The search for the location of Germany’s Deutsches Haus started in the summer of 2017. After some 40 venues were screened and 10 delegations from Germany visited, the Aqua City complex in Odaiba was chosen, both for its close proximity to the Olympic Village and for its stunning views of Tokyo Bay.

Organised by Deutsche Sport Marketing, with project planning conducted by Messe Düsseldorf, Deutsches Haus was designed to hold up to 800 guests a day and would have hosted a range of activities — including hospitality events and press conferences — as well as being a place to showcase sponsors’ products and services.

“The German House would have been a great place for Team D athletes to relax and meet with family and friends,” says Ansgar Jung of Messe Düsseldorf Japan. “Because of its location in the midst of many Olympic venues, we know it would have been a central meeting point for many people.”

TeamNL Tokyo Centre

The concept behind the Netherlands’ national house, TeamNL Tokyo Centre, was the nexus of food–water–energy, high-tech solutions, sustainability, and vitality. Plans to build a floating pavilion for medal celebrations and business promotions began in the autumn of 2017. A location in the Port of Tokyo had been designated by the Ministry of Land, Infrastructure, Transport and Tourism.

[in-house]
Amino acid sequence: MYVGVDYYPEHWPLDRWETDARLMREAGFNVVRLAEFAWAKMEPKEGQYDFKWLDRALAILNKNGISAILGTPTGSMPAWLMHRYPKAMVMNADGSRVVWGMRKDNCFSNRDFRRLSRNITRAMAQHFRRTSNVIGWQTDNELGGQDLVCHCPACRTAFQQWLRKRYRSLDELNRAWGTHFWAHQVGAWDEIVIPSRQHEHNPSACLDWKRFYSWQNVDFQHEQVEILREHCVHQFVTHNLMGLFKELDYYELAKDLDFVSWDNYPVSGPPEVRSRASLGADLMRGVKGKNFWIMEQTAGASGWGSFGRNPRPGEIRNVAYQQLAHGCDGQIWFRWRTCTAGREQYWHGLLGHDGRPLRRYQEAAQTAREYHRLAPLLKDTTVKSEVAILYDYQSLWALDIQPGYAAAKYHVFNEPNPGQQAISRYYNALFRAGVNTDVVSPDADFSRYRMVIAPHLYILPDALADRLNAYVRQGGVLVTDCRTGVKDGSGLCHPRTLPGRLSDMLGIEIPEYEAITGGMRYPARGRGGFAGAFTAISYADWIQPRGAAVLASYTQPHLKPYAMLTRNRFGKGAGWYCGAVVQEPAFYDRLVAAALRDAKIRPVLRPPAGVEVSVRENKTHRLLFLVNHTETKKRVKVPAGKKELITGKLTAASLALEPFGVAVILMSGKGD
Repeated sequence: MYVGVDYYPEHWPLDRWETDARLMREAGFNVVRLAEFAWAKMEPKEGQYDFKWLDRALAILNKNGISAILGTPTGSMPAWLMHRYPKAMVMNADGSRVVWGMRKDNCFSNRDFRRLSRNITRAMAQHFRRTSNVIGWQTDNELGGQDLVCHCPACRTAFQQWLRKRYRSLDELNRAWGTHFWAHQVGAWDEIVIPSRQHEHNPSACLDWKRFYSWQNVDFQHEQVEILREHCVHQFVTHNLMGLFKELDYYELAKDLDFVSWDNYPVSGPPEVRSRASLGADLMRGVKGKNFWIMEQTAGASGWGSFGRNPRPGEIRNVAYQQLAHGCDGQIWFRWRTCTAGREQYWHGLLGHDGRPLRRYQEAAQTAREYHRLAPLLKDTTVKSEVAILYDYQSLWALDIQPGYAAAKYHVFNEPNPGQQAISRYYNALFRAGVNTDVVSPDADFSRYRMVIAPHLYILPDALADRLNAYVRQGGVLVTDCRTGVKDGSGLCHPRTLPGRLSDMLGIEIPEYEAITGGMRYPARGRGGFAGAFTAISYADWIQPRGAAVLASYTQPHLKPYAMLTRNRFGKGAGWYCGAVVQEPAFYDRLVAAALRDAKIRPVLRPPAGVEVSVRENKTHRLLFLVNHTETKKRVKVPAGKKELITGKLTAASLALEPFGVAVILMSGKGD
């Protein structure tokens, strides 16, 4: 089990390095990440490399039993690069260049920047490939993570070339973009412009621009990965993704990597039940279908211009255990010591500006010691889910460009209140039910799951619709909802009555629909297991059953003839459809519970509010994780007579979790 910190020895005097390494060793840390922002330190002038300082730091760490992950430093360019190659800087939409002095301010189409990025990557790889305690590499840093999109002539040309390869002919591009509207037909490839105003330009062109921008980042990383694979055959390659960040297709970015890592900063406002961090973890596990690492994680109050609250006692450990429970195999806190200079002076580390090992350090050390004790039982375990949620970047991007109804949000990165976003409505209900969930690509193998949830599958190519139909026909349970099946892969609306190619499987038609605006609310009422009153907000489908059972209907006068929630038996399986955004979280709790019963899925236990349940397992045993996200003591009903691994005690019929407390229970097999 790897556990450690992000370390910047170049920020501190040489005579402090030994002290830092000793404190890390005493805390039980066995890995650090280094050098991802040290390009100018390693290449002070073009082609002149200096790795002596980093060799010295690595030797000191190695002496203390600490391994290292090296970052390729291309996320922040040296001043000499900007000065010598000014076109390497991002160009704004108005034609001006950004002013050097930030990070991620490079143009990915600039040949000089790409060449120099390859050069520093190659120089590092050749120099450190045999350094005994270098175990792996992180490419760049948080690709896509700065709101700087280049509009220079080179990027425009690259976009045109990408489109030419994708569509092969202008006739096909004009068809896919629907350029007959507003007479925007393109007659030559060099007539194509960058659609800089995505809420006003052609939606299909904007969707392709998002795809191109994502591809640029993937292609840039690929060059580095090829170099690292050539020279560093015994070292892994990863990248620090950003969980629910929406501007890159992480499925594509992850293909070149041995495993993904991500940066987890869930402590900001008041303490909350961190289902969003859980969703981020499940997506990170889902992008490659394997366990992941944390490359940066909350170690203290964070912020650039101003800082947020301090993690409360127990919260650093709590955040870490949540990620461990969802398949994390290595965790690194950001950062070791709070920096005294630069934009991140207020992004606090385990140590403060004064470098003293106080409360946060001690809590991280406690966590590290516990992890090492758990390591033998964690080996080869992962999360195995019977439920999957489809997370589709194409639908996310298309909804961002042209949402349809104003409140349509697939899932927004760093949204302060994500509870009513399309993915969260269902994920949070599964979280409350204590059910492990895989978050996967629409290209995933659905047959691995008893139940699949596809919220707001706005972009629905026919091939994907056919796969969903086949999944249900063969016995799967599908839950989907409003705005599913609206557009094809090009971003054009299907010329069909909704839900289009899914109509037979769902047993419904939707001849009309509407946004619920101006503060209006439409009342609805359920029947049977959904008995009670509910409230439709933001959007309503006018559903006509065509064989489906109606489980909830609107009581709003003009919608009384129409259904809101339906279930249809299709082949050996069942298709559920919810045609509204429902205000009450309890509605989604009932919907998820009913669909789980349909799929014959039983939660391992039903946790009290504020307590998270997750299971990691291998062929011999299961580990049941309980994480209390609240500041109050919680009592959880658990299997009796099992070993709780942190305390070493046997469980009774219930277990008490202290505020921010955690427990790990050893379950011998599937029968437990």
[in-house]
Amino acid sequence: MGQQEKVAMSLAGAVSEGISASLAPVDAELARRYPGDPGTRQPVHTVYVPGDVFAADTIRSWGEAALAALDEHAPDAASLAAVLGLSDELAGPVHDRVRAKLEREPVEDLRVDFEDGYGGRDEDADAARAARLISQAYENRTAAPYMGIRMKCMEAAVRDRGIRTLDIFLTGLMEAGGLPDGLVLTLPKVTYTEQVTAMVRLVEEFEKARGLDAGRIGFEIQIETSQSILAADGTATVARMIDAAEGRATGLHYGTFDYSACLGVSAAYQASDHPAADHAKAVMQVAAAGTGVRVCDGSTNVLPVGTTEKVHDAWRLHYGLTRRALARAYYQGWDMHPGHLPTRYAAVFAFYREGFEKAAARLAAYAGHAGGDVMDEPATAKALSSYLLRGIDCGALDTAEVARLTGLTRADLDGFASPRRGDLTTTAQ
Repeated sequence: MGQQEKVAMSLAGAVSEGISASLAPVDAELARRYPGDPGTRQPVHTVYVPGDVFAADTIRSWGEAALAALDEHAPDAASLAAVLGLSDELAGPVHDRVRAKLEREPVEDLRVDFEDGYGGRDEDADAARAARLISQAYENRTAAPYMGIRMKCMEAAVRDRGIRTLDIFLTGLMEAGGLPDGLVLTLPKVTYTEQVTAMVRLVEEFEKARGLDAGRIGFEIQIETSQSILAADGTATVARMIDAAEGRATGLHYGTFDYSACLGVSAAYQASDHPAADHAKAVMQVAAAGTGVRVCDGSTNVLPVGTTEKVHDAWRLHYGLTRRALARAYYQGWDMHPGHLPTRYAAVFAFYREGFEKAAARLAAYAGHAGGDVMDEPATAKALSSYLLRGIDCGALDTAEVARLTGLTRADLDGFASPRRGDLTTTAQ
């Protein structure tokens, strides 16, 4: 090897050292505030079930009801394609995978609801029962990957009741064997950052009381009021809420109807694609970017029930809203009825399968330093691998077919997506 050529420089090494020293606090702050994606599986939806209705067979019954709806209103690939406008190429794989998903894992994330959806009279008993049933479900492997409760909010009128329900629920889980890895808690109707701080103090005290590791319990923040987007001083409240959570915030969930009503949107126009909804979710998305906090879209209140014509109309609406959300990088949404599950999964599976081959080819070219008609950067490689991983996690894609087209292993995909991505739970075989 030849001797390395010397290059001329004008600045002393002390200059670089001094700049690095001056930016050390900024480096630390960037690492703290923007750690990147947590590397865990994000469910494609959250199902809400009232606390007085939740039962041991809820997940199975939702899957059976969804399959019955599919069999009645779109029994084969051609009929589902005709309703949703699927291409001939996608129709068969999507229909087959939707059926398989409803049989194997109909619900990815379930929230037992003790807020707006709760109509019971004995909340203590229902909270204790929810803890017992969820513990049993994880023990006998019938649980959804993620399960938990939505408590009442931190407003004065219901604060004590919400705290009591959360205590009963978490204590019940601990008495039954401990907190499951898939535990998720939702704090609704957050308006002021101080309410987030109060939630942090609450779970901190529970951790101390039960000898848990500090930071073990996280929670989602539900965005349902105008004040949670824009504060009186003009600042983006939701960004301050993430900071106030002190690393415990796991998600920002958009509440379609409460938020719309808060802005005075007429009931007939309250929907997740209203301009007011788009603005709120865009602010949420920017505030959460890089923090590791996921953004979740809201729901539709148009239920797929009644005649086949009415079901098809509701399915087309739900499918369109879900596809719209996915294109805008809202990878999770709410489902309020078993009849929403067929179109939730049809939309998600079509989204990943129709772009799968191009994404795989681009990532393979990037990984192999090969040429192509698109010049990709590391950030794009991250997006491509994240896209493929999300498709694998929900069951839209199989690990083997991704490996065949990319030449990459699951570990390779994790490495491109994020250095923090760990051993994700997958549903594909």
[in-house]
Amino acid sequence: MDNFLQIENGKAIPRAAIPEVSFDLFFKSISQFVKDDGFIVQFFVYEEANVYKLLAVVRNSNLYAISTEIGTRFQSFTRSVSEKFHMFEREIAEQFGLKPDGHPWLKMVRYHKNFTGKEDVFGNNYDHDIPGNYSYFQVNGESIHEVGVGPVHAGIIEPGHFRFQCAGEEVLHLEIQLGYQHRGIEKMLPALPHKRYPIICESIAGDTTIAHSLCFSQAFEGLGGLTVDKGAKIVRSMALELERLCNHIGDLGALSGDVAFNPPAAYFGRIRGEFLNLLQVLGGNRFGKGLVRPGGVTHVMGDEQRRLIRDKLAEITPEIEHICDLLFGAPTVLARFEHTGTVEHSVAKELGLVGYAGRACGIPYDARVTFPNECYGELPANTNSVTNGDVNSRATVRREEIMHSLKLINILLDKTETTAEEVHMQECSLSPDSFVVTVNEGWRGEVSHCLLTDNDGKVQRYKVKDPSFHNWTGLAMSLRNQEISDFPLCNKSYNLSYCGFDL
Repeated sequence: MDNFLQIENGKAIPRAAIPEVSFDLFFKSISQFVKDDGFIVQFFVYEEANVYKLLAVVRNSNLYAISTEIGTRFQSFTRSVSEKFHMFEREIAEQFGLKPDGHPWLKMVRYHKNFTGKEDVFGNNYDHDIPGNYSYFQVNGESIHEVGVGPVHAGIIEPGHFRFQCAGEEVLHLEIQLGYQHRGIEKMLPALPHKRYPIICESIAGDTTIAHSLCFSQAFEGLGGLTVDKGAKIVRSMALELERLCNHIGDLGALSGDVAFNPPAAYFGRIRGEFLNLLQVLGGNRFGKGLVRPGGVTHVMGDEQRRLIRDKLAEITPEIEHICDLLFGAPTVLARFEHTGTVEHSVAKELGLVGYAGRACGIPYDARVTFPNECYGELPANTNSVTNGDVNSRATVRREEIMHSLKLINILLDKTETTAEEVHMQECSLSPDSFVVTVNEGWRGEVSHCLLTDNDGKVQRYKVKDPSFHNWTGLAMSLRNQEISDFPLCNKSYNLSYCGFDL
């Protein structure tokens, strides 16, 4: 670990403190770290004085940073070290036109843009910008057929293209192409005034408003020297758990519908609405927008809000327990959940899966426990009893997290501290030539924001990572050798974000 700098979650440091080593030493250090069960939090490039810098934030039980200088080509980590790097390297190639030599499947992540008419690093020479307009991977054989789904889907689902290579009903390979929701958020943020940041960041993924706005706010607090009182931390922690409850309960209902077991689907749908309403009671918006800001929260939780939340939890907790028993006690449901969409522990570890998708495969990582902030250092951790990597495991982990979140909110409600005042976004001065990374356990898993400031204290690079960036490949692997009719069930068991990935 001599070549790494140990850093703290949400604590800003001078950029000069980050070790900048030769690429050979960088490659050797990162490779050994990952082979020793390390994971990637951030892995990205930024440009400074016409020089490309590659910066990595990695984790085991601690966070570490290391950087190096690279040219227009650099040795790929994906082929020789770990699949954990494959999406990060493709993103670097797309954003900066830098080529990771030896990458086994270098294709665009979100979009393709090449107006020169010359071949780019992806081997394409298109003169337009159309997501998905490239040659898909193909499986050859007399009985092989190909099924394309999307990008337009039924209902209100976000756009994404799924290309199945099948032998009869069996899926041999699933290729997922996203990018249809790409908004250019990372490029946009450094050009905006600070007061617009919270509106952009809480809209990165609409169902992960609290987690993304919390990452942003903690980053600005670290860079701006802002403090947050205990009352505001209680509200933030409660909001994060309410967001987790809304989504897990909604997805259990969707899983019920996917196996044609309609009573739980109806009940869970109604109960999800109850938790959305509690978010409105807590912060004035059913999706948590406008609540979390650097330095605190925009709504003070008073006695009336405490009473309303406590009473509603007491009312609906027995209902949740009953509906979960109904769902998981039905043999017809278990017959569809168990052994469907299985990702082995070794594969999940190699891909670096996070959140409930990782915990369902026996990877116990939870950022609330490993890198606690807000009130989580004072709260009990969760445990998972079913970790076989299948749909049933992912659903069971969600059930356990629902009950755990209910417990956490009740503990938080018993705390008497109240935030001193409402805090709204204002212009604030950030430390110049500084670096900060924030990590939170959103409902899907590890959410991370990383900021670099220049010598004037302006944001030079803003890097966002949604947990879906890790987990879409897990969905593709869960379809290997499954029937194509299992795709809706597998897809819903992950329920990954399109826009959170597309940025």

The Netherlands also had planned to have a second hospitality house for medal celebrations in Ariake and a business promotion expo in Kioicho.

“The NOC*NSF and the Dutch government have always had the ambition of showing businesses and society the extraordinary possibilities of sport, and this is still our ambition,” states Paul Zwetsloot, minister counsellor for economic affairs at the Embassy of the Netherlands in Japan.

After the TeamNL Tokyo Centre was cancelled, a digital national house, called TeamNL Tokyo Expo (teamnltokyoexpo.com), was launched. It will include features such as business events, an innovation parade, and a newsfeed on Olympic events.

Home of Finland

Petri Asikainen, Business Finland

Not every European national house has been cancelled. Construction on the Finnish pavilion, on the embassy grounds, started in October 2019 and was completed last September.

The key themes of the Home of Finland are sustainability, technology, and nature. It was built with ecologically sustainable, reusable Kerto® laminated veneer lumber, produced by the firm Metsä Wood. The interior was planned by the well-known designer Ulla Koskinen, and a number of firms provided a variety of furniture, making the pavilion a spectacular showcase of Finnish design.

“Through this project, we aim to promote and strengthen the Finnish country brand in Japan and also to showcase Finnish expertise and knowhow,” says Nita Pilkama, programme director at Business Finland.

Every day during the Tokyo 2020 Olympics and Paralympics, the Home of Finland will be hosting in-person or hybrid events, all of which will require pre-registration or an invitation. It will remain open until the end of the year.

“it would have been a central meeting point for many people”